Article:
Other allergy medications
A few other medications work by blocking symptom-causing chemicals released during an allergic reaction.
- Montelukast (Singulair) is a prescription medication that blocks symptom-causing chemicals called leukotrienes. This oral medication relieves allergy signs and symptoms including nasal congestion, runny nose and sneezing. Side effects can include upper respiratory infection in adults, and headache, ear infection and sore throat in children. The Food and Drug Administration (FDA) has warned that in some people, leukotriene-blocking medications could possibly cause psychological symptoms, such as irritability, anxiousness, insomnia, hallucinations, aggression, depression, and suicidal thinking or behavior.
- Cromolyn (Nasalcrom) is an over-the-counter nasal spray. It prevents the release of histamine and other symptom-causing chemicals during an allergic reaction. This medication works best when you take it before your symptoms start. Some people need to use the spray three or four times a day. Side effects may include nasal stinging or sneezing.
- Mast cell stabilizer eyedrops prevent the release of symptom-causing chemicals such as histamine. These prescription medications reduce allergy symptoms such as red, itchy eyes. Examples include cromolyn (Crolom), lodoxamide (Alomide), pemirolast (Alamast) and nedocromil (Alocril). These medications don't usually cause significant side effects.
Immunotherapy injections (allergy shots) may relieve hay fever symptoms or allergic asthma that doesn't improve with medications. Injections may also be an option if you aren't able to take oral allergy medications without having side effects. Over a period of three to five years, you receive regular injections containing allergen extracts. The goal is to stop your body from reacting to specific allergens and decrease or eliminate your need for medications. Immunotherapy may be especially effective if you're allergic to cat dander, dust mites, or pollen produced by trees, grass or weeds. In children with allergic rhinitis, immunotherapy may help prevent the development of asthma. Rarely, immunotherapy injections can cause a life-threatening allergic reaction (anaphylaxis).
Emergency epinephrine shots
Epinephrine shots are used to stop a severe allergic reaction. These self-injecting syringe and needle (autoinjector) devices include Twinject, EpiPen and EpiPen Jr. You may need to carry an autoinjector if you're likely to have a severe allergic reaction to a certain food, such as peanuts, or if you're allergic to bee or wasp venom. A severe allergic reaction can cause anaphylaxis — a sudden, life-threatening reaction. Epinephrine is a form of adrenaline that can help slow the reaction while you seek emergency treatment.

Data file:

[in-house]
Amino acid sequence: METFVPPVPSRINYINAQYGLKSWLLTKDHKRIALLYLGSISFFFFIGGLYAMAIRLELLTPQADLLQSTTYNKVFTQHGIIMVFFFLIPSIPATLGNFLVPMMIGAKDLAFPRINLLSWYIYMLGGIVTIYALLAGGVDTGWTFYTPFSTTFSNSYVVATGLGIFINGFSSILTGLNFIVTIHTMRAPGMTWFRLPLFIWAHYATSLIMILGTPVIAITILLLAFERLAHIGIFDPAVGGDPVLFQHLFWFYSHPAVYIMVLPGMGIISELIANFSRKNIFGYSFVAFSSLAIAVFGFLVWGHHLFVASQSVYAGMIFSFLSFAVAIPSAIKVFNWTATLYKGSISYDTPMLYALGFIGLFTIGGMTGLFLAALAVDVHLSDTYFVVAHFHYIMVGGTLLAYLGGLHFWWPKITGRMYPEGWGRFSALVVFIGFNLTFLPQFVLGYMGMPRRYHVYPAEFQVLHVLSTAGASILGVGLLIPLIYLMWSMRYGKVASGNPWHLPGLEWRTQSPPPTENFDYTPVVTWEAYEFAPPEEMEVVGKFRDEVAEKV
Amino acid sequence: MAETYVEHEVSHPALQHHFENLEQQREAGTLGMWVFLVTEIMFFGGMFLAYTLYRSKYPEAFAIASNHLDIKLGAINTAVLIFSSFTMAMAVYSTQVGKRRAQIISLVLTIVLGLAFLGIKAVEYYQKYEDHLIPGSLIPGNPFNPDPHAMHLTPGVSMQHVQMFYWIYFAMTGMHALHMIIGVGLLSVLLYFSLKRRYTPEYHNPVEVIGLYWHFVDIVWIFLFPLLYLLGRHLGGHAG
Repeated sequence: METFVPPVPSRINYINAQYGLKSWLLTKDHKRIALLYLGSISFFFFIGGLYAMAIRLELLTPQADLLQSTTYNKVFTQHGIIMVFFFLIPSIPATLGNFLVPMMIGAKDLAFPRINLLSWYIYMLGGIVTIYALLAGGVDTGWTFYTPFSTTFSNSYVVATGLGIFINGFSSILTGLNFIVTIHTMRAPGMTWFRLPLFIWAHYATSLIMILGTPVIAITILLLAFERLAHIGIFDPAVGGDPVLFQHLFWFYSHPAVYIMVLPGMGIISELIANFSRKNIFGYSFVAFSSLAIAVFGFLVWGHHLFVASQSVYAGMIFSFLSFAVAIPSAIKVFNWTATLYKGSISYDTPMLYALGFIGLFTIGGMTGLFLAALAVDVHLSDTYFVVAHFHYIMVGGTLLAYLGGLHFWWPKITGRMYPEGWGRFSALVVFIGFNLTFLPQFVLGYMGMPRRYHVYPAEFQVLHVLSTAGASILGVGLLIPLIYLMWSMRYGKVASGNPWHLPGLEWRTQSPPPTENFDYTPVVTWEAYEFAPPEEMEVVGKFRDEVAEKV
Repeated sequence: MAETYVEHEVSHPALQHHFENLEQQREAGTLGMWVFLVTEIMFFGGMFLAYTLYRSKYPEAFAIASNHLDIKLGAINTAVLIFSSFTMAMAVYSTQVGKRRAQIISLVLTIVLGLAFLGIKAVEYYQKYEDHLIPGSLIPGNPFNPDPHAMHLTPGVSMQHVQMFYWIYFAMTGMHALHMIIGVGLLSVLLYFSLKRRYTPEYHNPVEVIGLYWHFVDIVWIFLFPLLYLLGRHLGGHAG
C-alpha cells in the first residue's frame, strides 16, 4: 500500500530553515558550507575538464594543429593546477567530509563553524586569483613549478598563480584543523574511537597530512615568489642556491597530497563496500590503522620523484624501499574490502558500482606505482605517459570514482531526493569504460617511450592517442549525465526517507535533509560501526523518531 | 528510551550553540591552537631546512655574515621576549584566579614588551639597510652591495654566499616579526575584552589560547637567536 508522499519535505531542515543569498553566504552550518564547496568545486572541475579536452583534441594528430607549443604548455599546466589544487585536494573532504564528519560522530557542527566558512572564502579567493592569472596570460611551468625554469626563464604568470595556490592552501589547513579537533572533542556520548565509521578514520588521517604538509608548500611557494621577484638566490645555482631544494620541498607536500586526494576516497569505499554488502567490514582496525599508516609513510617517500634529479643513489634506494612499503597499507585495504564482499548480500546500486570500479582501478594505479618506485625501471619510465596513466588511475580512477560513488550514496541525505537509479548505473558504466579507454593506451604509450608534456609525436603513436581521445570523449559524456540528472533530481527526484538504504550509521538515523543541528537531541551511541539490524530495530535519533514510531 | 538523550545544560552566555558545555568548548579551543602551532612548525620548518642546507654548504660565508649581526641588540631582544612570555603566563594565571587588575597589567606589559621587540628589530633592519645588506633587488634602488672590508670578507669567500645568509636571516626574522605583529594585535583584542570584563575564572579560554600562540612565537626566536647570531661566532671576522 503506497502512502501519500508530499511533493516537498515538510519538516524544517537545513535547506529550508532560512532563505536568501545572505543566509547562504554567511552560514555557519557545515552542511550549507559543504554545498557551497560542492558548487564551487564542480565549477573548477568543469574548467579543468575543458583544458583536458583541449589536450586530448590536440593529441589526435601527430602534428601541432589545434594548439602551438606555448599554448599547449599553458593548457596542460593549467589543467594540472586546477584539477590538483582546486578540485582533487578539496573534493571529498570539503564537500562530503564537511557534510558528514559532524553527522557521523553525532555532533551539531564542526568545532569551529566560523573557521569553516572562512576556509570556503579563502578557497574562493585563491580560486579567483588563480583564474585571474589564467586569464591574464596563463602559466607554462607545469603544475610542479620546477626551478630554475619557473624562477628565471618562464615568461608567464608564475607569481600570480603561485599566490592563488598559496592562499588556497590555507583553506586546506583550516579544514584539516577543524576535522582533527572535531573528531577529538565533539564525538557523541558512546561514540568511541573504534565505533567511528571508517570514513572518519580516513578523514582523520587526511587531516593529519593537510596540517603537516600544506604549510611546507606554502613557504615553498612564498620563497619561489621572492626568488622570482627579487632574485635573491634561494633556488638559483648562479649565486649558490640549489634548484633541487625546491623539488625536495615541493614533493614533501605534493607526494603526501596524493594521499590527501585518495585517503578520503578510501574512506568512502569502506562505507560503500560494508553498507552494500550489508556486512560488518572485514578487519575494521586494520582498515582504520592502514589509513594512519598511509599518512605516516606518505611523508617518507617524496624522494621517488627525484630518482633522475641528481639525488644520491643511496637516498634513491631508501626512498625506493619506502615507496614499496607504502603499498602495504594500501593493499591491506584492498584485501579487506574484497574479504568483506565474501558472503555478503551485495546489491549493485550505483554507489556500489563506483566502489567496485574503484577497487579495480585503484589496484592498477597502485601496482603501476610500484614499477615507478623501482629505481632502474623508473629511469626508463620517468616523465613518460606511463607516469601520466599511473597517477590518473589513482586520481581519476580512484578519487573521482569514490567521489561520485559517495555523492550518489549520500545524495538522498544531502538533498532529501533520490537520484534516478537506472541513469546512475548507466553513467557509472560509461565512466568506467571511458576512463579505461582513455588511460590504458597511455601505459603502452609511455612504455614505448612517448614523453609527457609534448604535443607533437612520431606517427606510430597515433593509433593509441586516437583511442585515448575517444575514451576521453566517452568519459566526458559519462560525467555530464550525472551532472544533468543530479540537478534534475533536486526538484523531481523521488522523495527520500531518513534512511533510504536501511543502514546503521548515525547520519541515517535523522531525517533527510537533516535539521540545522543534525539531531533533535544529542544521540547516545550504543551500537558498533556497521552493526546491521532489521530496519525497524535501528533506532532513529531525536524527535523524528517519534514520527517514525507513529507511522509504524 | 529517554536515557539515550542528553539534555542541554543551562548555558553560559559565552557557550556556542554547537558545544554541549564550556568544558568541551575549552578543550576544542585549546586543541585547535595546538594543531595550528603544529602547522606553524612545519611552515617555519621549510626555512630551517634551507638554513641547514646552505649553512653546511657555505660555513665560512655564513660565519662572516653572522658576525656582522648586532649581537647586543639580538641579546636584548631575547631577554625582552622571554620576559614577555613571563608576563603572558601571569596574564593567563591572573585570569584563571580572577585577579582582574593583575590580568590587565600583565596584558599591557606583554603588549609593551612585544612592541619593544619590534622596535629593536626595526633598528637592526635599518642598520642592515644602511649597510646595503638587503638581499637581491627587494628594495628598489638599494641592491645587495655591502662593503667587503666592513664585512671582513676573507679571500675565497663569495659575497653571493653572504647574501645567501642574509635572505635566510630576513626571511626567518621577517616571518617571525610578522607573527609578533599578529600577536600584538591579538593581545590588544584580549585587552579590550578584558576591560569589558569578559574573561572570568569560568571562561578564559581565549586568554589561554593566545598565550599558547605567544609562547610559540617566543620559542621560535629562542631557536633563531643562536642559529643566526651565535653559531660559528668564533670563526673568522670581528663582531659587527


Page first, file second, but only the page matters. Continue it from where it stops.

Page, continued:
If you do carry an emergency epinephrine shot, replace it by the expiration date or it may not work correctly.
Get your doctor's advice
Work with your doctor to help you avoid problems and choose the most effective allergy medications. Even over-the-counter allergy medications have side effects, and some allergy medications can cause problems when combined with other medications.
It's especially important to talk to your doctor about taking allergy medications if:
- You're pregnant or breast-feeding a child.
- You have a chronic health condition such as diabetes, glaucoma, osteoporosis or high blood pressure.
- You're taking any other medications, including herbal supplements.
- You're treating allergies in a child. Children need different doses of medication or different medications than adults. Some medications, such as corticosteroids, can cause side effects in children.
- You're treating allergies in an older adult. Some allergy medications can cause confusion, urinary symptoms or other side effects in older adults.
- You're already taking an allergy medication that isn't working. Bring the medication with you in its original bottle when you see your doctor.
Keep track of your symptoms, when you use your medications, and how much you use — that way you and your doctor can figure out what works best. You may need to try a few different medications to determine which ones are most effective and have the least bothersome side effects for you.
Jun. 23, 2011
See more In-depth
- deShazo R, et al. Pharmacotherapy of allergic rhinitis. http://www.uptodate.com/home/index.html. Accessed March 25, 2011.
- Eye allergy treatment. American College of Allergy, Asthma and Immunology. http://www.acaai.org/allergist/allergies/Types/eye-allergies/Pages/treatment.aspx. Accessed March 25, 2011.
- Orban NT, et al. Allergic and non-allergic rhinitis. In: Adkinson NF, et al. Middleton's Allergy: Principles and Practice. 7th ed. Philadelphia, Pa.: Mosby Elsevier; 2008. http://www.mdconsult.com/books/page.do?eid=4-u1.0-B978-0-323-05659-5..00055-3--cesec38&isbn=978-0-323-05659-5&type=bookPage§ionEid=4-u1.0-B978-0-323-05659-5..00055-3--cesec38&uniqId=237959977-6#4-u1.0-B978-0-323-05659-5..00055-3--cesec38. Accessed March 25, 2011.
- Krouse JH. Allergic rhinitis — Current pharmacotherapy. Otolaryngologic Clinics of North America. 2008;41:347.
- Updated information on leukotriene inhibitors: Montelukast (marketed as Singulair), zafirlukast (marketed as Accolate), and zileuton (marketed as Zyflo and Zyflo CR). U.S. Food and Drug Administration. http://www.fda.gov/Drugs/DrugSafety/PostmarketDrugSafetyInformationforPatientsandProviders/DrugSafetyInformationforHeathcareProfessionals/ucm165489.htm. Accessed March 25, 2011.
- deShazo R, et al. Immunotherapy and immunologic treatments for allergic rhinitis. http://www.uptodate.com/home/index.html. Accessed March 25, 2011.